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  • Brooke

To be a nurse


As I'm waiting for my twelve hour shift to begin I look down the hall to see a pint sized girl in a hospital gown pushing a wheel chair down the hall with delight. Two doors down I see a three year old princess who is neurologically damaged being carried to the playground to play. And as I walk to my floor by the emergency room I note the chaotic yelling and loud sirens of an approaching ambulance . It's funny how crying and yelling and sirens don't bother me much anymore-- hospital sounds have become background noise.

Never in my life did I imagine being a nurse. My ten year old self might have thrown up- or more likely laughed her head off- at the barbarous idea of wearing scrubs, working in a hospital, and giving shots and dressing changes like candy. "Ya right"- I told my friend- my second year of college. "I'm just not nursing material. Who wants to do that anyways?"

I'd always heard the humorous stories of pastors telling God they didn't want to preach and ending up on the pulpit. But I never imagined- despite hating the medical field- being called to serve in that manner. It all started when I prayed that crazy, wild prayer "God take everything. Break and remake my heart for what breaks yours." Never pray that prayer if you don't want God to do big things- and uncomfortable things.

It was right at the beginning of my year in the mission field- in a jungle town- called Pucallpa, Peru where I took my first blood pressures, cleaned my first wounds, and saw my first ever baby die of illness. This place was where I fell in love with missions, and gave away my heart to orphan children. The warm Peruvians and my amazing missionary family changed my heart and made it so much softer. And skip eight months of service and six more months of fighting God and career bargaining, I was finally signed up for nursing school. Like a little tad pole, in a big world of spotted frogs- I had no idea what I was getting into.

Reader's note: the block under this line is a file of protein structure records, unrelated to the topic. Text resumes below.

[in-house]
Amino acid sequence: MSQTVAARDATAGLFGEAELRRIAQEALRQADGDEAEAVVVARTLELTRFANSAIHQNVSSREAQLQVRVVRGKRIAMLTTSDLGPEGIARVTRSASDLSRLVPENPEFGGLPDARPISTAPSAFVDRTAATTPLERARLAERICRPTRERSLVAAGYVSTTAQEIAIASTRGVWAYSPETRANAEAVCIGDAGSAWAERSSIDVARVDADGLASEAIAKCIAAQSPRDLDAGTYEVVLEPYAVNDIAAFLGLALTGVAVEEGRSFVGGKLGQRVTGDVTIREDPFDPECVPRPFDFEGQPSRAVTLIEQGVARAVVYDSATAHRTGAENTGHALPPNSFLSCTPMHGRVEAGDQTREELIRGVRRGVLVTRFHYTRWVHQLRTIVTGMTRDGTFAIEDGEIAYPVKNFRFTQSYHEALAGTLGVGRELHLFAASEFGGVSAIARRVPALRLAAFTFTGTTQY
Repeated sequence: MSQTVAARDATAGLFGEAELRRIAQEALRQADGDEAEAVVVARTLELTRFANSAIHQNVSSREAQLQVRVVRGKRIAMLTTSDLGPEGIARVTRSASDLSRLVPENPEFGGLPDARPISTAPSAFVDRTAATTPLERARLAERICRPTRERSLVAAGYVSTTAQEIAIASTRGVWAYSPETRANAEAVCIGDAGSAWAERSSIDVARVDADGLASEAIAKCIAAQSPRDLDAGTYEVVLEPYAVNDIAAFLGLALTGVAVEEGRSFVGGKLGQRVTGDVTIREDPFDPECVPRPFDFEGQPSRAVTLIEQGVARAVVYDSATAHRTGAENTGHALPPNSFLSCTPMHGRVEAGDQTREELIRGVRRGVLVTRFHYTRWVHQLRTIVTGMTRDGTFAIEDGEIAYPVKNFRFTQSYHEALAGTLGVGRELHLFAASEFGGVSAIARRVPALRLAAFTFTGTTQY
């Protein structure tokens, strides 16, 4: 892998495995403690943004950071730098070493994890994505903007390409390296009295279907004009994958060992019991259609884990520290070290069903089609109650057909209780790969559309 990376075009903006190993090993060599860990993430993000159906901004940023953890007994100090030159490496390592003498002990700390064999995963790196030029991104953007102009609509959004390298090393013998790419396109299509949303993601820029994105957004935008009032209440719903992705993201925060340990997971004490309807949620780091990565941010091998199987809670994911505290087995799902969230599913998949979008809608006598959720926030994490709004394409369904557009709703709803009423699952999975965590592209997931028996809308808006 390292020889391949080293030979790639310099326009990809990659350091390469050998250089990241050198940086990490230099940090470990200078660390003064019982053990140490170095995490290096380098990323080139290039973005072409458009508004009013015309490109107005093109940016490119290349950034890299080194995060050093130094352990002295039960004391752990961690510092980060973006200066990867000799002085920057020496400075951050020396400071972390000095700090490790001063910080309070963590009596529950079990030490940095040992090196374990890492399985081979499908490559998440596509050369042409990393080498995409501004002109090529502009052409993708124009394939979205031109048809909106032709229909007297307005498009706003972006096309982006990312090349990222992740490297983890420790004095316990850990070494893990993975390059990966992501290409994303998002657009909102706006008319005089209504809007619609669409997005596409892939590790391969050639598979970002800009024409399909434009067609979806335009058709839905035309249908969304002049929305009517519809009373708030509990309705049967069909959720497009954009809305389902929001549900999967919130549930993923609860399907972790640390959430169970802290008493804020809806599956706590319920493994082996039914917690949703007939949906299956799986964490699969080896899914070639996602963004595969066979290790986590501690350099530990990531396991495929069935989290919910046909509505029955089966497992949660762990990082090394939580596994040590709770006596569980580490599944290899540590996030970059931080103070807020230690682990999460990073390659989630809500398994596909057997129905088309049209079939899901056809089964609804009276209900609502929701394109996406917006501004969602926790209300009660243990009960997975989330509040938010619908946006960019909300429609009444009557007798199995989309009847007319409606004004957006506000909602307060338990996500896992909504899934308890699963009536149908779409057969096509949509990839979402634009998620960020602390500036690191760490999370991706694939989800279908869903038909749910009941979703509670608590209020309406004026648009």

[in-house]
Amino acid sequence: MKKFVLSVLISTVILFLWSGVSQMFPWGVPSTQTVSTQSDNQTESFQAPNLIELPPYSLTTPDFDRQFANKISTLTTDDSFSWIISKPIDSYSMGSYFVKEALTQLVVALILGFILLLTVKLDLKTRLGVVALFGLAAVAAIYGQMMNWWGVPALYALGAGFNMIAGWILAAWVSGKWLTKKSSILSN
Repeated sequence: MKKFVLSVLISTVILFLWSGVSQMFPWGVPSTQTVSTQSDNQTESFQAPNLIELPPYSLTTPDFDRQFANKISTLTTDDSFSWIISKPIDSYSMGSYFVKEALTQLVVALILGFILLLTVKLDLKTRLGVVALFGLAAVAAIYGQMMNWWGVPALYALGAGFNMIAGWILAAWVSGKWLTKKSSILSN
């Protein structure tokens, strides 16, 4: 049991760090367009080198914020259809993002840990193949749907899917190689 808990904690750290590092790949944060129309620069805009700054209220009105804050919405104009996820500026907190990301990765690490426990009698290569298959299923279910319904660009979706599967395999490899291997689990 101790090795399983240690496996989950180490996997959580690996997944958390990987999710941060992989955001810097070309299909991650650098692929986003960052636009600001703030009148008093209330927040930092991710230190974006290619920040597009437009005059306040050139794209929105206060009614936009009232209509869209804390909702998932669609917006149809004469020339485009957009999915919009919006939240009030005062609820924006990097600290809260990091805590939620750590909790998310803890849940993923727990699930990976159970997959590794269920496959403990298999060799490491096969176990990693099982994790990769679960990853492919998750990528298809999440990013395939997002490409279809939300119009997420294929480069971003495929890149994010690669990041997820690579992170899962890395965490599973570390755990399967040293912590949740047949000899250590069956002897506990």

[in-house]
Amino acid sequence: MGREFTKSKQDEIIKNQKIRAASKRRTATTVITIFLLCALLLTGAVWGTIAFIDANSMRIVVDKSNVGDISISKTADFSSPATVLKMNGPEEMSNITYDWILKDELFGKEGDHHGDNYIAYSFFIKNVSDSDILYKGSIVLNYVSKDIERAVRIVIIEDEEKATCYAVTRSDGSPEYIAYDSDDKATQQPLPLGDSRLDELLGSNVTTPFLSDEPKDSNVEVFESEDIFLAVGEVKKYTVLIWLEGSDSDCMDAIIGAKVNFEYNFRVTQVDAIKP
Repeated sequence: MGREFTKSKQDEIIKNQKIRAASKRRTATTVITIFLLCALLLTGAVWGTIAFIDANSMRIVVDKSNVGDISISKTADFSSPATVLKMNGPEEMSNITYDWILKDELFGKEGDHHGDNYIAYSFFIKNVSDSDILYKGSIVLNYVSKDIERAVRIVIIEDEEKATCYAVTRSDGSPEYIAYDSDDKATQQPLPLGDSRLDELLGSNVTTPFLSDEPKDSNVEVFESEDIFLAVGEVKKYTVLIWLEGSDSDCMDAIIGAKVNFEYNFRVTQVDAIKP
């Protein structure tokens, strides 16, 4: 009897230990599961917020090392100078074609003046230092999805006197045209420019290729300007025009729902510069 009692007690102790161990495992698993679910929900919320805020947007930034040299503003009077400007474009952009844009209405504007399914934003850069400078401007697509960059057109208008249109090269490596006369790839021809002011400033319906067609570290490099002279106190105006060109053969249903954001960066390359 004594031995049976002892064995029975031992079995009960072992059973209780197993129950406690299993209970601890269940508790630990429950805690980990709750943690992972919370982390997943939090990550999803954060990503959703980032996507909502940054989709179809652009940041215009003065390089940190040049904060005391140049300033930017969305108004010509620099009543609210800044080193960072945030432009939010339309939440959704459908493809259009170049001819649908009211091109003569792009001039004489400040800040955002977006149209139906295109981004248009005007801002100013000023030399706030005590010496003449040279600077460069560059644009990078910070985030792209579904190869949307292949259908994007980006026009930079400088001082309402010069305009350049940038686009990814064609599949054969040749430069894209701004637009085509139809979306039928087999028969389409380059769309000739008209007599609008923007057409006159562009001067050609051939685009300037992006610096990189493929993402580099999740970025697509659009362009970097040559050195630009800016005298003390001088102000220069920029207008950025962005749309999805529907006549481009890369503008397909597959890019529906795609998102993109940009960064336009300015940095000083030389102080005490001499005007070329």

And I still don't. I'm only a baby nurse in a hospital full of needy patients. Yet there's so much I've learned- there's so much I'm learning. You see being a nurse, in so different from what many people think. Nursing is both the most joyous and the most difficult, stressful, and emotionally taxing job I have ever done. Sometimes I love being a nurse

- there are moments that I want to jump up and down praising Jesus for changing and softening my hard heart and calling me into such an amazing occupation. Yet other days, after a crushing thirteen hour night shift, my heart is so numb and heavy; I am emotionally exhausted from the pain and needs I've seen.

What I'm beginning to learn is what it means to be a real nurse is that it means to care.

To be a nurse, is to care for people- in my case, sweet children- at the hardest point in their life. To be a nurse is to deal with a family in crisis, to hold a little girl's hand, to explain over and over again that you can't give any more pain medicine with a smile on your face. To be a nurse is to be yelled at, because of a car accident or unexpected illness. To be a nurse is to embrace a mother who is shaking with tears and pray over her for peace. To be a nurse- is to be someone that is there- in the middle of the night, at the most inconvenient hours of the day- a nurse is someone who is always there when you need them. To get you a soda, give a baby a bath, or provide chest compressions and emergency care in times of tragedy- nurses are heroes.

Despite the hardships of nursing, I thank Jesus everyday that He made me a nurse.



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